Posted by: mikepearsonnz | October 8, 2009

With all this talk of inputs, where’s the architecture?

Having thought about the Treasury briefing for a week or so, I now realise that something was missing.   That something was an explanation of how Treasury thinks their project fits into their bigger picture of how they think government works.

You can see what I mean, in the following diagram, adapted from S.L.Hodgkinson, “The Role of the Corporate IT Function in the Federal IT Organization” (1996) .   The talk showed no comprehension of the “Federated” concept.  Instead we are still talking in terms of “Centralised” and “Decentralised”.  The 1980s reform moved us towards the “Decentralised” model, and now the economic crisis starts the pendulum swing back the other way.

Distributed vs Centralised tension

The Role of the Corporate Function in the Federal Organisation

The diagram came about as part of my work for the State Services Commission, on a Government Federated Enterprise Architecture.   Our work closely followed similar government enterprise architecture  initiatives in the US, UK, Canada and Australia.  They are focussed on:

  • Providing a common language for agencies involved in the delivery of cross-agency services;
  • Supporting the identification of duplicate, re-usable and sharable services;
  • Providing a basis for the objective review of investment by government; and
  • Enabling more cost-effective and timely delivery of services through a repository of standards, principles and templates that assist in the design and delivery of capability and, in turn, business services to citizens.

As an interesting side note – look who runs the government enterprise architecture initiatives:

  • US – Office of Management and Budget
  • Canada – Treasury Board of Canada Secretariat
  • Australia – Department of Finance and Deregulation

I hope that the Treasury picks up on this previous work done by the State Services Commission, and starts to include discussion of federated architecture.   Our work had already gone further than other jurisdictions, by using previous NZ e-government initiatives (SONZ, FONZ) and had identified the need for performance measurement and benchmarking.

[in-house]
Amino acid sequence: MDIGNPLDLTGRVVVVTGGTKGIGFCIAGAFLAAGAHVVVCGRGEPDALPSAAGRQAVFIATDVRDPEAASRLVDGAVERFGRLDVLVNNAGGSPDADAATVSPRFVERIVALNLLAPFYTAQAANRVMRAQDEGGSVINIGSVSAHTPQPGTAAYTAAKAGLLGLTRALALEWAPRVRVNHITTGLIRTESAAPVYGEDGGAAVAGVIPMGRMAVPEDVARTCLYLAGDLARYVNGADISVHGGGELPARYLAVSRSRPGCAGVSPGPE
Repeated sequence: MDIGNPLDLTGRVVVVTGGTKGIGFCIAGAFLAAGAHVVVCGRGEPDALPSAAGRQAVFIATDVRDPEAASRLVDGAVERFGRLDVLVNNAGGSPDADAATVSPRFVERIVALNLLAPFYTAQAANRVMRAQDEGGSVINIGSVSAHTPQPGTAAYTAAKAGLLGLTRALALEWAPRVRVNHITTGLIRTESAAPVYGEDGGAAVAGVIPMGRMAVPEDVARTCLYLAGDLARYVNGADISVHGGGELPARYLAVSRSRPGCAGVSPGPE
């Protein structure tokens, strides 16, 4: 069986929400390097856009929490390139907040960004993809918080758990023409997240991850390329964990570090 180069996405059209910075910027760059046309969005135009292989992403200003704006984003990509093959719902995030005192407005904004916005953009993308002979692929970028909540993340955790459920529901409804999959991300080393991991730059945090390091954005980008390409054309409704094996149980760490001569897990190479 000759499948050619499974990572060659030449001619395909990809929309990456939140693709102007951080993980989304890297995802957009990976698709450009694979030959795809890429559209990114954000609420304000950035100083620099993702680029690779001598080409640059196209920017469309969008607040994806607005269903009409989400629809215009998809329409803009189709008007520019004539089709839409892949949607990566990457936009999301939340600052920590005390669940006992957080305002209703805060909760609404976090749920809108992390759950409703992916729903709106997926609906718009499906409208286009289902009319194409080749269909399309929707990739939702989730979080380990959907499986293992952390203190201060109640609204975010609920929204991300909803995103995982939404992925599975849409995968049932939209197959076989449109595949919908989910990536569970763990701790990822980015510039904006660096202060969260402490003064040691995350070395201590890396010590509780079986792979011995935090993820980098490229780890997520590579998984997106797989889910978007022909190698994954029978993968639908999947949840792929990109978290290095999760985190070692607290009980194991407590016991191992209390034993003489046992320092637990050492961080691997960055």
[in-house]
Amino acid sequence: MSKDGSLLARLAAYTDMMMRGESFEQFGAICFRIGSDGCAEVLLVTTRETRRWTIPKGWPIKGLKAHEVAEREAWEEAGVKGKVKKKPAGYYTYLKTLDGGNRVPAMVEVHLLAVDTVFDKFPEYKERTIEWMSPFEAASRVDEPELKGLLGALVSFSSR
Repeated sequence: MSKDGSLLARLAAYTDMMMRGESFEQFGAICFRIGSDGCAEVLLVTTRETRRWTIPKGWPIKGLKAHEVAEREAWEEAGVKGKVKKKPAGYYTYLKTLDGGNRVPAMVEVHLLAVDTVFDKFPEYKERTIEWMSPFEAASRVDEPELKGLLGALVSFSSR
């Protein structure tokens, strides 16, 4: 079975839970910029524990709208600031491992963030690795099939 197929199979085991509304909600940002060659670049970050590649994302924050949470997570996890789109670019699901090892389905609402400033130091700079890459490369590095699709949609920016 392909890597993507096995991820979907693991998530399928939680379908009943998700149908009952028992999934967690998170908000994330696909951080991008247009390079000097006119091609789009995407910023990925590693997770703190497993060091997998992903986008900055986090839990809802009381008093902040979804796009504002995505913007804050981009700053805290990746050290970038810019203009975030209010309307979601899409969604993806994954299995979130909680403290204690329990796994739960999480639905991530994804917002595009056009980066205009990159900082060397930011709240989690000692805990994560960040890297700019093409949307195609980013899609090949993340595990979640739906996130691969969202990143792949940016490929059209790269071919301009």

1. Good point, Mike. And if government wants to maximise its existing investment in infrastructure and data (and maybe services?) it needs to be able to be loosely coupled / federated….easy to snap bits in and out without having to change everything or spend a truckload of money on moving the pendulum out the extremes, either one way or the other.

  2. Thanks Trudy. Loosely coupled is a good design principle; but it often adds initial short-term cost, my rule-of-thumb is 20%. That’s going to be harder to justify in the current economic climate, but I would support it. The cost is recouped on the 1st restructure.

    Loosely coupled commodity back-office systems enables them to be provided by either in-house or outsourced providers.

  3. +2
    Watching the Treasury presentation and reading what others are saying about it, I can’t help thinking that Treasury believe all agencies took “their” chunk of GCS and wandered off with it, and they just need to plug them all back together to make it all work again. It would be interesting to dig up old Treasury papers that supported the State Sector Act breakup of the Public Service, and compare the reasoning.

  4. Compare the reasoning on what exactly, Mark? the breakup compared to the put-back-together?

  5. Yup. WHy did they think it was such a great idea for agencies to have their own HR, IT etc, and now it’s not? Was the original assertion correct and the world just changed? Or was it faulty to start with and, if so, why should we listen to them now? 😉

  6. Also, what other advice from Treasury in the 80’s should we be reviewing with a jaundiced eye? (Like asset sales, for example).

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